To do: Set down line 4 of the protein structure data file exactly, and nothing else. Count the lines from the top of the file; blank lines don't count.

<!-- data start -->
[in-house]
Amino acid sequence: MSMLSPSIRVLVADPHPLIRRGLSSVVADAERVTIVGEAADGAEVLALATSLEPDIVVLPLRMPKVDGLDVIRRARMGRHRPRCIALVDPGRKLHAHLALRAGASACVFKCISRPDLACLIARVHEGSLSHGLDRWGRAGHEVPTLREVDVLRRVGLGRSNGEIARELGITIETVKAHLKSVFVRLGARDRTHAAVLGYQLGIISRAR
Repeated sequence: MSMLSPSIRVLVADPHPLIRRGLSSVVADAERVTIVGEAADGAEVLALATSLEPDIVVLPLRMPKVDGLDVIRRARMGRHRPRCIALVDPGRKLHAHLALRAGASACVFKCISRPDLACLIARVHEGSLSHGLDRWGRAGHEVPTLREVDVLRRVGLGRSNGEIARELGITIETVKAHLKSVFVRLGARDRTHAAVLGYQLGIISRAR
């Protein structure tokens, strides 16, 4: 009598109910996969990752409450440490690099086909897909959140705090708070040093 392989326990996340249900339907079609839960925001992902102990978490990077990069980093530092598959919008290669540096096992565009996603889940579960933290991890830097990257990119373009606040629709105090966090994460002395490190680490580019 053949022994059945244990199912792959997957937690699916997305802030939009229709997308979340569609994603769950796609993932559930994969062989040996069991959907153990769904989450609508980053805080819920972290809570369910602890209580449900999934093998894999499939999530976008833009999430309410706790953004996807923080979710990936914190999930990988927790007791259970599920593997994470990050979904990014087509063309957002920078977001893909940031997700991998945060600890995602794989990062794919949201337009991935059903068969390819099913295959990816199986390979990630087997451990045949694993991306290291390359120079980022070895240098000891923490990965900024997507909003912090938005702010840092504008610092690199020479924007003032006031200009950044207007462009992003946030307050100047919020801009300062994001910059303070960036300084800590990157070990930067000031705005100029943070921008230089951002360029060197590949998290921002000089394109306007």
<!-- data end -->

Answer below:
């Protein structure tokens, strides 16, 4: 009598109910996969990752409450440490690099086909897909959140705090708070040093 392989326990996340249900339907079609839960925001992902102990978490990077990069980093530092598959919008290669540096096992565009996603889940579960933290991890830097990257990119373009606040629709105090966090994460002395490190680490580019 053949022994059945244990199912792959997957937690699916997305802030939009229709997308979340569609994603769950796609993932559930994969062989040996069991959907153990769904989450609508980053805080819920972290809570369910602890209580449900999934093998894999499939999530976008833009999430309410706790953004996807923080979710990936914190999930990988927790007791259970599920593997994470990050979904990014087509063309957002920078977001893909940031997700991998945060600890995602794989990062794919949201337009991935059903068969390819099913295959990816199986390979990630087997451990045949694993991306290291390359120079980022070895240098000891923490990965900024997507909003912090938005702010840092504008610092690199020479924007003032006031200009950044207007462009992003946030307050100047919020801009300062994001910059303070960036300084800590990157070990930067000031705005100029943070921008230089951002360029060197590949998290921002000089394109306007």